Dear Penny: Can I Collect My Ex-Husband’s Social Security if He’s Only 54?
I’m in the process of divorce. It’s been two years since I’ve filed. My husband makes more money than I do. I’m disabled and can’t work. I hardly have an income coming in right now!
I’m going to be 62 in four months. He is 54. Would I be able to get his Social Security if I retire at 62?
Bad news first: If you’re collecting Social Security based on a former spouse’s earnings, your ex needs to be eligible for benefits. That means if you apply after your divorce is finalized, your soon-to-be-ex would either need to be age 62 or on disability. If you applied for benefits on his record while you’re still married, he’d not only have to be eligible for benefits. He’d have to actually be taking them.
Now for the good news: Since you’re over age 60 and unable to work, qualifying for Social Security disability insurance (SSDI) benefits may be easier than you think. You may get more money each month than you would if you took retirement benefits at 62.
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A lot of older workers are tempted to start Social Security retirement checks early when a health condition precludes them from holding a job. That’s understandable, because getting approved for disability can be a long and cumbersome process. But starting retirement benefits early instead of applying for disability is a mistake in many cases.
Social Security weighs a host of factors when you apply for disability, including the type of work you did previously and what job skills you learned. If your disability prevents you from doing a job that’s similar to your past work, Social Security considers your ability to adjust to other types of work.
Social Security wouldn’t deem you disabled solely based on how old you are. But by the time you’re 55, your age is considered a significant factor that affects your ability to adjust to new types of work. The rules are even more favorable for people ages 60 and older. You’re about twice as likely to collect SSDI if you’re 60 or older than you are at age 50, according to the Center on Budget and Policy Priorities.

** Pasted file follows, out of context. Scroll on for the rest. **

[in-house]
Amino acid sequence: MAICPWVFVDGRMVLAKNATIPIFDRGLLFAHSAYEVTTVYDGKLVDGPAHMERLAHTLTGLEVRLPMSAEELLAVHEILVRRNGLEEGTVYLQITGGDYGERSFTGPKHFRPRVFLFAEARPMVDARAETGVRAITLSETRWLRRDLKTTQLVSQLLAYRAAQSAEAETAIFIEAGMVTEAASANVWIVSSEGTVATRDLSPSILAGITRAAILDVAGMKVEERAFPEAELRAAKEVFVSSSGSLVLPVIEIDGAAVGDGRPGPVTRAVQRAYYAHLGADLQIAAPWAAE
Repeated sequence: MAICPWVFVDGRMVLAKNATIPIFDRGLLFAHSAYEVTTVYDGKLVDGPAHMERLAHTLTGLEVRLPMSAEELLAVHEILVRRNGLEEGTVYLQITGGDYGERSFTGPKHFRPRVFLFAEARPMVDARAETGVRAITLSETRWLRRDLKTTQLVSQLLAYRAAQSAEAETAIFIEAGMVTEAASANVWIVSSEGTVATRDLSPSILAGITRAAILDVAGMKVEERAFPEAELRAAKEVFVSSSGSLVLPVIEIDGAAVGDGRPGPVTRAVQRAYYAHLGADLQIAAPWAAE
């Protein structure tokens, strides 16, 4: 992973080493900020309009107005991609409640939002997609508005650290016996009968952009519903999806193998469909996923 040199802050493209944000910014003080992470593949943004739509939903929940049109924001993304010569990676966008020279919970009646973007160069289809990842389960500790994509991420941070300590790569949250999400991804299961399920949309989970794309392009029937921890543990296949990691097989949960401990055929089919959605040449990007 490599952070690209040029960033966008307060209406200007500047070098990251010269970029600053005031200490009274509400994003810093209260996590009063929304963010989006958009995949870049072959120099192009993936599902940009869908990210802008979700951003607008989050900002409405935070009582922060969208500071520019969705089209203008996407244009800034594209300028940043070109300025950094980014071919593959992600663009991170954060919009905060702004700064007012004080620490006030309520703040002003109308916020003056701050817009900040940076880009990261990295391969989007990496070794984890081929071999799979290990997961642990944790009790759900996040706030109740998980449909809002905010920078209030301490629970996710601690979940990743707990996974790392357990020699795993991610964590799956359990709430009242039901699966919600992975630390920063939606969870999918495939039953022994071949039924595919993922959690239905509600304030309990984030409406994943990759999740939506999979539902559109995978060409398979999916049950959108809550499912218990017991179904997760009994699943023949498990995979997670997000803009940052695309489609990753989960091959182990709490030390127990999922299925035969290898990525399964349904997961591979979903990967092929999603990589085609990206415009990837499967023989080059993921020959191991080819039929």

The big advantage of taking SSDI over early Social Security is that you won’t permanently reduce your benefits. Disability checks based on the amount you’ve paid into Social Security, as if you’d already reached full retirement age. Once you reach full retirement age — which is 67 if you were born in 1960 or later — you’ll automatically convert to retirement benefits. Your payment probably won’t change. After 24 months of SSDI, you’d also automatically qualify for Medicare Parts A and B.
However, if you took retirement benefits at age 62, your payments will be reduced by about 30%. When you take benefits based on a spouse’s or ex-spouse’s record, the most you can receive is 50% of their full retirement benefit. Even when one spouse earns more, the other spouse will often get more by claiming benefits based on their own work history.
To boost your odds of success, consult with a Social Security disability attorney. Typically, they work on contingency, which means they don’t get paid unless you win your claim. If that occurs, their fees are usually capped at the lesser of $6,000, or 25% of your back pay.
If SSDI doesn’t seem feasible, it’s essential to negotiate for alimony as you finalize your divorce. Doing so could allow you to hold out for a bigger retirement benefit.
Claiming Social Security is more or less a permanent decision. If you’re unable to work, it’s vital that you try to get disability first before you accept lower payments for the rest of your life.
Robin Hartill is a certified financial planner and a senior writer at The Penny Hoarder. Send your tricky money questions to [email protected].
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